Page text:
Searching for Democracy: An Act of Civil Obedience

Artist Beth Grossman scribes the United States Constitution on Money Bags.

The United States Constitution is the one defining document that unites all Americans and is the foundation for our Democracy. Literally defined, democracy means “rule of the people,” yet the word itself does not appear in the U.S. Constitution. I am studying that incongruity and exploring the democratic intentions of our founding fathers as I publicly scribe each word of the Constitution with a handmade quill pen onto a collection of 50 moneybags discarded from failed banks during this recent Great Recession.

I am exercising my right to free speech and right to assemble by enacting this writing in civic parks as I engage the public in a dialog about the importance of reading and understanding our Constitution. Pedestrians stop by when they see me donning a tri-cornered revolutionary hat and scribing with a quill pen on money bags. They often ask me if I am selling something. I respond by saying, “I am trying to make sure that our democracy doesn’t get sold out.” I ask people, “Which of our civil liberties from the Bill of Rights would you be willing to sell at any price?” Usually they respond by telling me how much they value our rights guaranteed by the Constitution.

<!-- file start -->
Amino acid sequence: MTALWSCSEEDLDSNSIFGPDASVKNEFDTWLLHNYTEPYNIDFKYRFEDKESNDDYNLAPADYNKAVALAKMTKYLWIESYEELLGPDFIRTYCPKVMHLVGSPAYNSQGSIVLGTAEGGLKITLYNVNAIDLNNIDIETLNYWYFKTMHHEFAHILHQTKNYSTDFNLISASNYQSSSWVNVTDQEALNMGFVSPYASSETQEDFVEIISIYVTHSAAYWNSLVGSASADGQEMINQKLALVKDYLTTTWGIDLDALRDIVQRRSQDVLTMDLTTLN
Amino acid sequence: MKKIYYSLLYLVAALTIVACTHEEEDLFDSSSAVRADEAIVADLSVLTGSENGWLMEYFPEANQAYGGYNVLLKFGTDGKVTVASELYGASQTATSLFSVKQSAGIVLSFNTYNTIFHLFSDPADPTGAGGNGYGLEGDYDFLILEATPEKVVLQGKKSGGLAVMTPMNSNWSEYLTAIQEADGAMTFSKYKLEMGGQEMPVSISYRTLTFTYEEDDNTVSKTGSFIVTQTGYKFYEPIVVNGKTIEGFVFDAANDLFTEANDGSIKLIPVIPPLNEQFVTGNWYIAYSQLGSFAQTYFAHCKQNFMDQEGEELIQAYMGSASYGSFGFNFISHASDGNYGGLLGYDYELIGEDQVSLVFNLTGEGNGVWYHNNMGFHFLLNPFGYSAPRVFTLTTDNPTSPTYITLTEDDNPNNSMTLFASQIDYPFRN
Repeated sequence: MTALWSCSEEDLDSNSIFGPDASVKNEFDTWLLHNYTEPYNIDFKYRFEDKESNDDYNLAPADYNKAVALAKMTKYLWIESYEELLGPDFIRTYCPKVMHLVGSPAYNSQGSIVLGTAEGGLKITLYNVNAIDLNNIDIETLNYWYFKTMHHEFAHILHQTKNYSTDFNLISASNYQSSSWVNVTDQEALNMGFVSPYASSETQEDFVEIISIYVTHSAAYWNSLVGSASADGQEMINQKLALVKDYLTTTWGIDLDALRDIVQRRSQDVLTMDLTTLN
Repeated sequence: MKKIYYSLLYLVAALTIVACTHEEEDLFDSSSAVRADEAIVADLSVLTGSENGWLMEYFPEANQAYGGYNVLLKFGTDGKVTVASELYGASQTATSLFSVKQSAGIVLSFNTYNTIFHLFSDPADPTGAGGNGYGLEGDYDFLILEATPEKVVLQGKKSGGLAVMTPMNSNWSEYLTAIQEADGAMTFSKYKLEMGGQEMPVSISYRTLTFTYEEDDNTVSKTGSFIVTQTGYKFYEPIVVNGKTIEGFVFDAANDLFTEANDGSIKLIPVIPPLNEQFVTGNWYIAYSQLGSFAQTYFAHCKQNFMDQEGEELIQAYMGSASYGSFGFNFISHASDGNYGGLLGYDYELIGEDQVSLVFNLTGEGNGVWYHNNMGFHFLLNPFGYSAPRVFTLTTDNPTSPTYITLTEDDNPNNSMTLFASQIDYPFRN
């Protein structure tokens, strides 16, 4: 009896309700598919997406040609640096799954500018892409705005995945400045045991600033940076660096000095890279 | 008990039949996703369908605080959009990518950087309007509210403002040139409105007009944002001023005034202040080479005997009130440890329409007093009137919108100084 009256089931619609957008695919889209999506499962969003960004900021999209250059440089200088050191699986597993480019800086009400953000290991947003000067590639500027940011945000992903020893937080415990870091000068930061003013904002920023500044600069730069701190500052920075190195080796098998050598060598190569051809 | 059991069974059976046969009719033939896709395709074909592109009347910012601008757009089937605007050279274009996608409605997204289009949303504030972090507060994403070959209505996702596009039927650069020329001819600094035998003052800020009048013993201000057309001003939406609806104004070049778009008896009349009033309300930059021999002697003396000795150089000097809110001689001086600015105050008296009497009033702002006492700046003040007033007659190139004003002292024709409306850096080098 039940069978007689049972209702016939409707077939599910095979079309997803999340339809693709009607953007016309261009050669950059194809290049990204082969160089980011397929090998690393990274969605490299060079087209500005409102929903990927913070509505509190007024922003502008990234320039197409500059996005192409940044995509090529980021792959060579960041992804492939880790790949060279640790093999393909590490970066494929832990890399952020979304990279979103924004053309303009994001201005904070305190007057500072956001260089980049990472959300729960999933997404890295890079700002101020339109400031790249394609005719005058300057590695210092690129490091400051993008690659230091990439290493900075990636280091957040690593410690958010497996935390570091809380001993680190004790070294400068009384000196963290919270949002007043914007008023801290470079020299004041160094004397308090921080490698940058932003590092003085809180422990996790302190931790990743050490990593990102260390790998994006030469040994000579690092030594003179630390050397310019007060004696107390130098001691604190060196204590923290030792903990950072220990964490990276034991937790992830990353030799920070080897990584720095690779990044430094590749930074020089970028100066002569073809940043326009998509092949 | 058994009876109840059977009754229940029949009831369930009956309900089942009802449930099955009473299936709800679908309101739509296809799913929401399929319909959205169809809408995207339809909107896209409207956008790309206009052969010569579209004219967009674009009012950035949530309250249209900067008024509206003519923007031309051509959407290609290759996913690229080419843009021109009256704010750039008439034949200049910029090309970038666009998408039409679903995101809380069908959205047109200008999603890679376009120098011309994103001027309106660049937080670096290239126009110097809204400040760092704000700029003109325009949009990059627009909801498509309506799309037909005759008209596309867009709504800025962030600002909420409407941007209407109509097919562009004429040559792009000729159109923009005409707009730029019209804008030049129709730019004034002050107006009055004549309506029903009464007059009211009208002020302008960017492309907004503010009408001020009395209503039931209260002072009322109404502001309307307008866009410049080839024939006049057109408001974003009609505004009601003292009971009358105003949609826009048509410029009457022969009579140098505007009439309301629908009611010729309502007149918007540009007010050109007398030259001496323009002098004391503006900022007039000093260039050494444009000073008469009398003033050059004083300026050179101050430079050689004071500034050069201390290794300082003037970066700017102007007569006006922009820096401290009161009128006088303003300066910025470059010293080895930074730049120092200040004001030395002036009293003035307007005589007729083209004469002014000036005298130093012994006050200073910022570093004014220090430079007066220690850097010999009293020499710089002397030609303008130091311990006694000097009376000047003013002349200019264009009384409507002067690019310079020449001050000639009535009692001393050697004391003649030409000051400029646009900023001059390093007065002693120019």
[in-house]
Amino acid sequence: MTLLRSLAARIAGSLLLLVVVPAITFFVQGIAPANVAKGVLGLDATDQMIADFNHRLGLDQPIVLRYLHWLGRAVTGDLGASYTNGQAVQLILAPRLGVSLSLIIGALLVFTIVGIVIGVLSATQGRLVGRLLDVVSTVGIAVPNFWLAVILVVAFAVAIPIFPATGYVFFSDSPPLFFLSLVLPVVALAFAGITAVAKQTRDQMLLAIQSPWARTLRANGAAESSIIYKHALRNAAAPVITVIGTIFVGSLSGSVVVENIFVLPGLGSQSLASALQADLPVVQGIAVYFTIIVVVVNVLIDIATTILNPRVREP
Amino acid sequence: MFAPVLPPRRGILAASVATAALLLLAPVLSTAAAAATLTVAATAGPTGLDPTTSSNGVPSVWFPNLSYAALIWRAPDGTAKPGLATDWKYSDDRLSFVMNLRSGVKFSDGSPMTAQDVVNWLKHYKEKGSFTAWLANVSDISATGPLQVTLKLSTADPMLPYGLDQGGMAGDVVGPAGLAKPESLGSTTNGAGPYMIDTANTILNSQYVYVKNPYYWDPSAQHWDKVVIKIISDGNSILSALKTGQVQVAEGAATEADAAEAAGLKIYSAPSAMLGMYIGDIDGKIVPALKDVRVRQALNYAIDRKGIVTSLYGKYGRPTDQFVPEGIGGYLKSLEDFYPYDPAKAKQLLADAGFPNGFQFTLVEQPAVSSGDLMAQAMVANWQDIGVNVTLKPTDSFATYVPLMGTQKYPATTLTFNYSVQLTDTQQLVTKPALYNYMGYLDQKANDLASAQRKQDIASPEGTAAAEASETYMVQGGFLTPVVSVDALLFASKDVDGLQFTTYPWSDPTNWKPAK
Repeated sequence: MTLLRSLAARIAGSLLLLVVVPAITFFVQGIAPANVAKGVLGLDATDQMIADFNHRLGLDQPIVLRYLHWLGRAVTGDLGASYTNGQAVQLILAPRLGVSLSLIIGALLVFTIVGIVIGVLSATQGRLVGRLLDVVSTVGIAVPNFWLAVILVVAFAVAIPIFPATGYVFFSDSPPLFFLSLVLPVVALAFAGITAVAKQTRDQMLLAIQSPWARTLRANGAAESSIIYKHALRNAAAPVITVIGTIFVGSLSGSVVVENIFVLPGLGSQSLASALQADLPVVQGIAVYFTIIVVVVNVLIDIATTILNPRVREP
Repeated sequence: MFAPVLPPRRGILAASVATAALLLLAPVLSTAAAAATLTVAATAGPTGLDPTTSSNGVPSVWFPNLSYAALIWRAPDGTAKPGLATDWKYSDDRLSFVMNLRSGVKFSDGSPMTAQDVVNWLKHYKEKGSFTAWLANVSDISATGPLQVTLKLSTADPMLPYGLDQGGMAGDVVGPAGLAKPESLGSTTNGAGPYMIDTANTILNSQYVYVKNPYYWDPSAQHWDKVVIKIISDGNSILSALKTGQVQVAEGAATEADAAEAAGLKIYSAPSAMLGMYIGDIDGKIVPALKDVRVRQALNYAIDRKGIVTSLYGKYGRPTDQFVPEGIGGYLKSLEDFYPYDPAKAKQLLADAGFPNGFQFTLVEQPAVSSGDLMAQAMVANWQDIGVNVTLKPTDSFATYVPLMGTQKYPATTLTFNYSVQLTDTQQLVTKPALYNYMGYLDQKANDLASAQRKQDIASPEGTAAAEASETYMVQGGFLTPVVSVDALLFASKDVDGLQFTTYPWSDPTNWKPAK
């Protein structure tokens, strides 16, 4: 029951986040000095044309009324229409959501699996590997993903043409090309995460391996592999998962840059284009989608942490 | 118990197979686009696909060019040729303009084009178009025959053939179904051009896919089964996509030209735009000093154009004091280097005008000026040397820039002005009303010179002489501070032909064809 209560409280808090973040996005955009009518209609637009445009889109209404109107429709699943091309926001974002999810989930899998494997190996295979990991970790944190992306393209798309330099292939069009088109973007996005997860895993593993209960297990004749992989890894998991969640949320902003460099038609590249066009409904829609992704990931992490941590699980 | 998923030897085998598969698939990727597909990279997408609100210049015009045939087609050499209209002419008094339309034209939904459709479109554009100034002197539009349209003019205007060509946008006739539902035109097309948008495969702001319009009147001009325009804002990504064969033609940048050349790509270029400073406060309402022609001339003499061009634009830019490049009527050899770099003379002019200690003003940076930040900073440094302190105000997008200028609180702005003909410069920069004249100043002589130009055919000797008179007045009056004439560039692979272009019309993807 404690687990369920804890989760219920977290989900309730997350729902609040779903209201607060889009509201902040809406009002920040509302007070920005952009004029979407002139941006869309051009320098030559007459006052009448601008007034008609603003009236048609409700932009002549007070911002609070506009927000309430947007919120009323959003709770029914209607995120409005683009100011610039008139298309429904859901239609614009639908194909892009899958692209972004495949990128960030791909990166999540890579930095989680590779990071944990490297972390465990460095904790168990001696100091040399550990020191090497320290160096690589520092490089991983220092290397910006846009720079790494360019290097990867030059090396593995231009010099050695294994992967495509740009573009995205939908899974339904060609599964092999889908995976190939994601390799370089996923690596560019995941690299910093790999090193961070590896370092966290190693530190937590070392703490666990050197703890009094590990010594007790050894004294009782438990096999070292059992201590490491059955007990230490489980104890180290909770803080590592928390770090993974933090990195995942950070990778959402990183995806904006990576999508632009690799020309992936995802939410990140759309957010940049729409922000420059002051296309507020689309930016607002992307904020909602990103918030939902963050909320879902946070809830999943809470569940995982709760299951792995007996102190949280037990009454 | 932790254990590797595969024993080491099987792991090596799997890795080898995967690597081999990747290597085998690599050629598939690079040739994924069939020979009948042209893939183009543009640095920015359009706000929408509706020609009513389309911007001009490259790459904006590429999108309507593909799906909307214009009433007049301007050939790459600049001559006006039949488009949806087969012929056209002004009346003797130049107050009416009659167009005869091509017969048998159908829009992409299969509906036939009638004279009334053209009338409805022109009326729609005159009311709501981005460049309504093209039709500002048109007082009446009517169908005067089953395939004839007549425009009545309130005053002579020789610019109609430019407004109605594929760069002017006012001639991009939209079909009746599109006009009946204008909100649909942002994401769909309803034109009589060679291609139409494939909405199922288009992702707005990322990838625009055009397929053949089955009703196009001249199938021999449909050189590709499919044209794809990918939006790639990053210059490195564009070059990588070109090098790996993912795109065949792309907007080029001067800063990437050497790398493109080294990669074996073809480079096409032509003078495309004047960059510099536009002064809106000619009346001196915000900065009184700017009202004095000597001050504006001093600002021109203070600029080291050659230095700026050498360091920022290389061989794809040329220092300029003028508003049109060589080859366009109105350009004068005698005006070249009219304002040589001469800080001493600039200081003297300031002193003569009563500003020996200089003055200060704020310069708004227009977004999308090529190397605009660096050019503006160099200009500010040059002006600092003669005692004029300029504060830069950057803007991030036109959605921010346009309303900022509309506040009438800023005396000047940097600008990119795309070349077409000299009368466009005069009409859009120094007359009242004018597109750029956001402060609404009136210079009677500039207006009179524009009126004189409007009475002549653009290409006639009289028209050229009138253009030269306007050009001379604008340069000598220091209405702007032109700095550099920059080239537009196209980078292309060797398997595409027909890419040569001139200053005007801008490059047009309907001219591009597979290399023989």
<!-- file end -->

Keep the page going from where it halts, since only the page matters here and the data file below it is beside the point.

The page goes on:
As a participatory performance artist, I create an open atmosphere for non-judgmental listening and thinking. I avoid discussions based on political party lines. Instead, I ask willing participants to choose one of the rights that has an impact on their personal life and write down why it is important to them. I offer them a quill pen to write on a two-dollar bill (printed at 5% saturation), which has an image of our founding fathers signing the Declaration of Independence. This is an opportunity to consider questions such as: What is freedom?; Can we determine what is good for individuals and country in a single document?; What are my personal responsibilities as an American Citizen?

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